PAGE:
The 1.5 m high (often 2 m in warm, wet climates) Plectranthus ecklonii provides leaf from ground level, and here, the pale pink flowers meet the low-hanging branches of the Pistol Bush, highlighting the pink-mauve markings inside the Duvernoia flowers. This Spurflower is a favourite shade shrub in coastal gardens but also occurs throughout much of the country. The Large Spurflower grows best used in light to dark shade situations but adapt well to areas of morning sun if they begin their growing life there. The soft-wooded perennials require pruning in the absence of the typical forest browsers, best done in late winter or early spring in frosty areas. The shrub’s soft wood is vulnerable to sucking insects like Mealybug and Scale, especially in moist, shaded conditions with too-little air circulation. Young, healthy shoots cope best with pests and diseases, so prune older growth to encourage vigorous new shoots.
& Duvernoia adhatodoides
Colouring a shady bower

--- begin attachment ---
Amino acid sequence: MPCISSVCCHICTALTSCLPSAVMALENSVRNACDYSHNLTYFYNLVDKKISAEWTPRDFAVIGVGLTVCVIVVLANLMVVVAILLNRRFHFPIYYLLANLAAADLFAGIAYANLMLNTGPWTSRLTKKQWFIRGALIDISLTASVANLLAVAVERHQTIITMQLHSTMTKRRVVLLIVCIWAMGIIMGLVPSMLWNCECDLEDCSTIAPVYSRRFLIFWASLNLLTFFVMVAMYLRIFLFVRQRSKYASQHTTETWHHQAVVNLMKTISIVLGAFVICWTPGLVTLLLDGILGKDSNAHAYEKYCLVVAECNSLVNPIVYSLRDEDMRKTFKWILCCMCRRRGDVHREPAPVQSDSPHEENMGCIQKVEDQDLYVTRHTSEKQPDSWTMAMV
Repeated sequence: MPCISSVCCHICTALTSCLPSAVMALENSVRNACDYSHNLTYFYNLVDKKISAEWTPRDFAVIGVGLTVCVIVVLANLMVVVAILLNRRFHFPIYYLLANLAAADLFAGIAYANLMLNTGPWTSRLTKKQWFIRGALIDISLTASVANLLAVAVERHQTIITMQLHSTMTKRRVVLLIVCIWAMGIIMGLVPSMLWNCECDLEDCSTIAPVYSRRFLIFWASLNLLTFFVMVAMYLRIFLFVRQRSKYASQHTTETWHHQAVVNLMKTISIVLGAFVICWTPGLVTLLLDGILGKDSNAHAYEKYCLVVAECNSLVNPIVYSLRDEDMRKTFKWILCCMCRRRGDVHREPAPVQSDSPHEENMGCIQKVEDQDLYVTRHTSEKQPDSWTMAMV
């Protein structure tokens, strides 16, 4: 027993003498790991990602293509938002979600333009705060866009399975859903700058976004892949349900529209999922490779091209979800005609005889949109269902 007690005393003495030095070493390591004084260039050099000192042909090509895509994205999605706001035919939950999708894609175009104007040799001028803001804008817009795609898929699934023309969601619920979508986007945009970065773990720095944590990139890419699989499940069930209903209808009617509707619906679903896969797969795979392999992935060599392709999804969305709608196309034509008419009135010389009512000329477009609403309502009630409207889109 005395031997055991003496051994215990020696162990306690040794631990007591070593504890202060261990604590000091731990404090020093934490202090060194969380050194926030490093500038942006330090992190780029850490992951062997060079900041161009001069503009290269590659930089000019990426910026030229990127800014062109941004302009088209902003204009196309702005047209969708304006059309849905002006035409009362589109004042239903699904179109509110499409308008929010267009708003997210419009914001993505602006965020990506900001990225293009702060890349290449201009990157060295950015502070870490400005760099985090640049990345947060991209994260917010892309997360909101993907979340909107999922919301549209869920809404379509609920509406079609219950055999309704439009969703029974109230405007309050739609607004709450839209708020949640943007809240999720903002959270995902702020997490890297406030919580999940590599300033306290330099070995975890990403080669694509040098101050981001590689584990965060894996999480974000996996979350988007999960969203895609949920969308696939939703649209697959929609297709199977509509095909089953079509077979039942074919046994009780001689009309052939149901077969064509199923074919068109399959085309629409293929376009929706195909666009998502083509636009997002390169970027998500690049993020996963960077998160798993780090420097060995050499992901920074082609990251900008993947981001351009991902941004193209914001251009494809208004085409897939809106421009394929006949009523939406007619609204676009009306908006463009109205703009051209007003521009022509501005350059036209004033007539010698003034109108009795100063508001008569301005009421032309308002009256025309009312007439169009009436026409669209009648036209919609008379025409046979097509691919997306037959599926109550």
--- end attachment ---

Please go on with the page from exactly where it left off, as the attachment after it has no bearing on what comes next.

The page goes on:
Plectranthus 'James' with Dombeya species
Plectranthus neochilus & Scabiosa
Plectranthus neochilus & Euryops pectinatus
Plectranthus fruticosus ‘James’ and Psychotria capensis
This shrubby combo is alive with birds and butterflies throughout autumn. The lemon-yellow Psychotria flowers are mostly over now, but there are often a few strays to join the fruit clusters through autumn. The bright green berries change to yellow and finally red through the ripening process and feed a variety of birds from the Western Cape up towards Mozambique and Zimbabwe. The Black Bird-berry is that perfect shrub; neat, low- maintenance, colourful flowers, fast-growing, and thrives in both sun and shade. Plus, and it’s a big plus, the nectar and fruit provide insects and bird food! The only drawback for inland gardeners is its sensitivity to frost. ‘James’ is a lovely